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Newspaper Page Text
THE CONFESSIONS OF A WIFE
AUNT MARY ADVISES
(Copyright, 1914, by the Newspaper Enterprise Association.)
Dick is still away from the qffice
and they do not know where he Is. I
cannot help worrying about him and
I am sure that Aunt Mary suspects
something is wrong, but she is a dear
she doesn't say a word.
However, when she came here from
Waverly's this morning she looked
much distressed and when I insisted
upon her telling me the reason she
"Margie, your Father Waverly is a
very sick man. Sally doesn't realize
it, but I am sure he is not going to
live very long. He is much discour
aged and Jack's actions are worrying
him into his grave. He eould hardly
get down to breakfast this morning
and he did not eat anything and I
watched him as he boarded the street
car and it seemed all he could do to
pull himself up the steps."
"Itv makes me feel terrible, Aunt
Mary, to think of Dad Waverly going
about in a street car while Dick and I
have a choice of four of the Symone
motors. I am going down after him
tonight and take him home."
There was a silence for a moment
or two. I know that Aunt Mary want
ed to say something to me but either
could not get up courage or that she
did not just know how to say it I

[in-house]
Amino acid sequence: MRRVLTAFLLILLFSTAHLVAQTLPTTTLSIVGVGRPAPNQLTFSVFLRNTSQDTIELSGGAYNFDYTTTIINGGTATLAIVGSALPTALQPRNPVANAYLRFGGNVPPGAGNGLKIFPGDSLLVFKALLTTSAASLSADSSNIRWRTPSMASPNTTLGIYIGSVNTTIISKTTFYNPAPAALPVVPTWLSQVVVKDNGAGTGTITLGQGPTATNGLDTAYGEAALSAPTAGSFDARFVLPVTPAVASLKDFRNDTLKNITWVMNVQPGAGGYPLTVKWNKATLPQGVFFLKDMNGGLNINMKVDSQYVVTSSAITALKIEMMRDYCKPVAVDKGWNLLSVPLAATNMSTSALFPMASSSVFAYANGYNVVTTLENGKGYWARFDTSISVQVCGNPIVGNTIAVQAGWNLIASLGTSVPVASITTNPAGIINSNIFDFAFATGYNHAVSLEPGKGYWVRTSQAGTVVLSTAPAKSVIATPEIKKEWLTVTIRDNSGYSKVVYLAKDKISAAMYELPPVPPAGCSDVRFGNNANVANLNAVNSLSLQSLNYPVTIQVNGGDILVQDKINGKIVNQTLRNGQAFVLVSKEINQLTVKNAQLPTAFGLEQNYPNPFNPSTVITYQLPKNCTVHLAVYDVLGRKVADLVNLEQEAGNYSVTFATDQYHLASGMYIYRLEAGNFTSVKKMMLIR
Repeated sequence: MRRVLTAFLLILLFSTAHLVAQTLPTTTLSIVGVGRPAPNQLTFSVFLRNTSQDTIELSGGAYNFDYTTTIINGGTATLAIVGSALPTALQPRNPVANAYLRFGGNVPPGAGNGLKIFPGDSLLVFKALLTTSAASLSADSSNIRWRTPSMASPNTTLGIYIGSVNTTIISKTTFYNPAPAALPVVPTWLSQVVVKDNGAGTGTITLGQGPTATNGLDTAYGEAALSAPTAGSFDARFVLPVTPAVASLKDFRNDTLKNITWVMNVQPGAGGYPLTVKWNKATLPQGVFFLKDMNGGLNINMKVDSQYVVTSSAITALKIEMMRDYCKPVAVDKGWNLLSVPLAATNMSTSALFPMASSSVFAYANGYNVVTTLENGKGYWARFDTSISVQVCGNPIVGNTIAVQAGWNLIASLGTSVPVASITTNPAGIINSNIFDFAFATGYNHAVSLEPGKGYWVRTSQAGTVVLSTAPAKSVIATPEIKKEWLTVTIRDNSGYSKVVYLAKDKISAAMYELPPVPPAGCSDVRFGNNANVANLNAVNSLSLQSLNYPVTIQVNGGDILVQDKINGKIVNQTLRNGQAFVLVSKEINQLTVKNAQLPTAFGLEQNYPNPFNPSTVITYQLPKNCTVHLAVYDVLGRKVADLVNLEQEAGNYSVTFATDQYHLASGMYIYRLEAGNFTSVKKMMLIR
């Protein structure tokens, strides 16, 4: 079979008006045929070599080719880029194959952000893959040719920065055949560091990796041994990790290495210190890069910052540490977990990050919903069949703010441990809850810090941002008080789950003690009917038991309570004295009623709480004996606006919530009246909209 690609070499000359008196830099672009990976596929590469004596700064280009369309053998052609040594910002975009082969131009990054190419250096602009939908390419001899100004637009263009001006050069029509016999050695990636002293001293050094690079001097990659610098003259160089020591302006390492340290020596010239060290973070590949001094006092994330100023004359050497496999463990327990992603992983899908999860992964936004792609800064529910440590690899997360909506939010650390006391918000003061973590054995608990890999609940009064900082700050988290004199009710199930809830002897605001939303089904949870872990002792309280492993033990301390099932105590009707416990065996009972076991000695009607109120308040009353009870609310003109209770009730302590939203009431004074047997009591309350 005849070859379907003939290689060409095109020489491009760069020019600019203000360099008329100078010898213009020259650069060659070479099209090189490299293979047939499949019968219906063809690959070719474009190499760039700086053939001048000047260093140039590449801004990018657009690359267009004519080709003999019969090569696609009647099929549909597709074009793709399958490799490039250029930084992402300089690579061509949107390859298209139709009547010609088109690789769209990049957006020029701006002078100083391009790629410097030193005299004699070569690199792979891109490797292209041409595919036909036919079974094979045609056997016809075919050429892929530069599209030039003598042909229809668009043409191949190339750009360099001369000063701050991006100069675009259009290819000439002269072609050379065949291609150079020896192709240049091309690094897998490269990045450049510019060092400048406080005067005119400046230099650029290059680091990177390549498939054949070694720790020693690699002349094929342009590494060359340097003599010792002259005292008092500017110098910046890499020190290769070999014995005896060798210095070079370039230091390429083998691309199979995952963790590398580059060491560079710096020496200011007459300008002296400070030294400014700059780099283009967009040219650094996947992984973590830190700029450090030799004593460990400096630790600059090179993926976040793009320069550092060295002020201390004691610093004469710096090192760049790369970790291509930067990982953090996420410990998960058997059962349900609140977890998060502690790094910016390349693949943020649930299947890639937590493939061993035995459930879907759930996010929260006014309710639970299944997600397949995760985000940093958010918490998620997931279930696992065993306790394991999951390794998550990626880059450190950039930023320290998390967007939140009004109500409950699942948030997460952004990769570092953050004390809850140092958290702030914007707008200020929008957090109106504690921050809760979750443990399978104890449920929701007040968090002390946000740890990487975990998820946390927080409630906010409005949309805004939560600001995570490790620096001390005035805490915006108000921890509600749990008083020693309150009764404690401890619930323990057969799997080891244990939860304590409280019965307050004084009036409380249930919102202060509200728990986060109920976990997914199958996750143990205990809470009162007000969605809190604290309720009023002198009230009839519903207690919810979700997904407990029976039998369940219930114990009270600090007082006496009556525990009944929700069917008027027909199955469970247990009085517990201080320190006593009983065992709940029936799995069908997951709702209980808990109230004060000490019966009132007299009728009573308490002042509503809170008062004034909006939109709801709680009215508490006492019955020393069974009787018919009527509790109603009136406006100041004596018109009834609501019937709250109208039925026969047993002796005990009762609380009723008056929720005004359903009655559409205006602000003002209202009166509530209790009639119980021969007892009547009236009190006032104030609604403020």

waited patiently, knowing that she
would tell me shortly.
At last she spoke: "Margie, did you
find an apartment that suited you
"No, dear, I felt so lame that I did
not go out."
"Let's go and look today, dear," she
"Why, of course, but what's the
great hurry just for today?"
"Well, dear, I tell you. I am sure
that Richard will not live long. I
would not be surprised to know that
he suddenly expired on the street or
in the store.
I feel, dear, if anything of this
I kind would happen that you would, in
yor unselfishness, suggest going to
live with Sally and Mollie.
"Margie, dear, you won't think I am
a bad woman if I say you will be very
unhappy if you make an arrangement
of this kind. You have not the kind
of temperament that can get along'
with Dick's mother. You are not tol
erant enough", Margie."
"I hope I am tolerant of everything
but selfishness and shame, Aunt
Mary," I said humbly, fori don't want
to be a puritanical egotist.
"That's it, Margie. Almost all the
things one must tolerant of come
from selfishness and shame.
"I am afraid if you are not settled
soon in a place of your own it will
seem the only logical thing for you
and Dick to do if anything should
happen to Richard."
' I wonder why we always say "if
anything should happen" when we al
ways mean "if the one dreadful thing
Humanity has the strength to bear
that of which it seldom has courage
Just the same I'm going to get set
tled in that apartment next week if
(To Be Continued Monday.)
DIFFICULT TO DO
A newly-married young woman
had a gas cooked fixed in her kitchen.
The gas company sent her a card of
rules, with instructions to study them
well, and what she couldn't under
stand they would explain to her.
Imagine the clerk's surprise the next
morning when he read the following
"Dear Sir: I can understand all
the rules except the one at the bot
tom of the card 'See other side.' It's
impossible to see the other side; the
man has fixed it against the wall."